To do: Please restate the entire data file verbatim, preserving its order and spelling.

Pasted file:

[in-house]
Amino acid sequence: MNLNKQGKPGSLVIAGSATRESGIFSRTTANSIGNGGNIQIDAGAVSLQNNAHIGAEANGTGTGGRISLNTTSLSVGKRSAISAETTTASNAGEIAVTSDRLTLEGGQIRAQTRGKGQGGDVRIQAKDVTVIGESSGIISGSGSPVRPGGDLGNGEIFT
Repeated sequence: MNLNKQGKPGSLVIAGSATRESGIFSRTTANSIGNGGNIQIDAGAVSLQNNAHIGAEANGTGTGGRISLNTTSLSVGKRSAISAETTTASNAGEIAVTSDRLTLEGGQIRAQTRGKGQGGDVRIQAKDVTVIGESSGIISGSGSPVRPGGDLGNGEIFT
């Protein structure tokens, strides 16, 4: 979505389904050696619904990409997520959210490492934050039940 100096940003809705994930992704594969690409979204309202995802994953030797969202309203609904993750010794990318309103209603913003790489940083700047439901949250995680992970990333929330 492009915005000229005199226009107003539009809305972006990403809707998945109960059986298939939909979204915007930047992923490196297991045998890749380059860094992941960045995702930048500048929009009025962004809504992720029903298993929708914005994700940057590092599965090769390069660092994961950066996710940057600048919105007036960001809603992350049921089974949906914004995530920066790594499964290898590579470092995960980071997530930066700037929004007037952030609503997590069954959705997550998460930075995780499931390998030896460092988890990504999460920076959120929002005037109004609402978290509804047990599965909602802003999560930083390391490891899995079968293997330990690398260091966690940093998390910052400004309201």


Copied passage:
[in-house]
Amino acid sequence: MNLNKQGKPGSLVIAGSATRESGIFSRTTANSIGNGGNIQIDAGAVSLQNNAHIGAEANGTGTGGRISLNTTSLSVGKRSAISAETTTASNAGEIAVTSDRLTLEGGQIRAQTRGKGQGGDVRIQAKDVTVIGESSGIISGSGSPVRPGGDLGNGEIFT
Repeated sequence: MNLNKQGKPGSLVIAGSATRESGIFSRTTANSIGNGGNIQIDAGAVSLQNNAHIGAEANGTGTGGRISLNTTSLSVGKRSAISAETTTASNAGEIAVTSDRLTLEGGQIRAQTRGKGQGGDVRIQAKDVTVIGESSGIISGSGSPVRPGGDLGNGEIFT
């Protein structure tokens, strides 16, 4: 979505389904050696619904990409997520959210490492934050039940 100096940003809705994930992704594969690409979204309202995802994953030797969202309203609904993750010794990318309103209603913003790489940083700047439901949250995680992970990333929330 492009915005000229005199226009107003539009809305972006990403809707998945109960059986298939939909979204915007930047992923490196297991045998890749380059860094992941960045995702930048500048929009009025962004809504992720029903298993929708914005994700940057590092599965090769390069660092994961950066996710940057600048919105007036960001809603992350049921089974949906914004995530920066790594499964290898590579470092995960980071997530930066700037929004007037952030609503997590069954959705997550998460930075995780499931390998030896460092988890990504999460920076959120929002005037109004609402978290509804047990599965909602802003999560930083390391490891899995079968293997330990690398260091966690940093998390910052400004309201």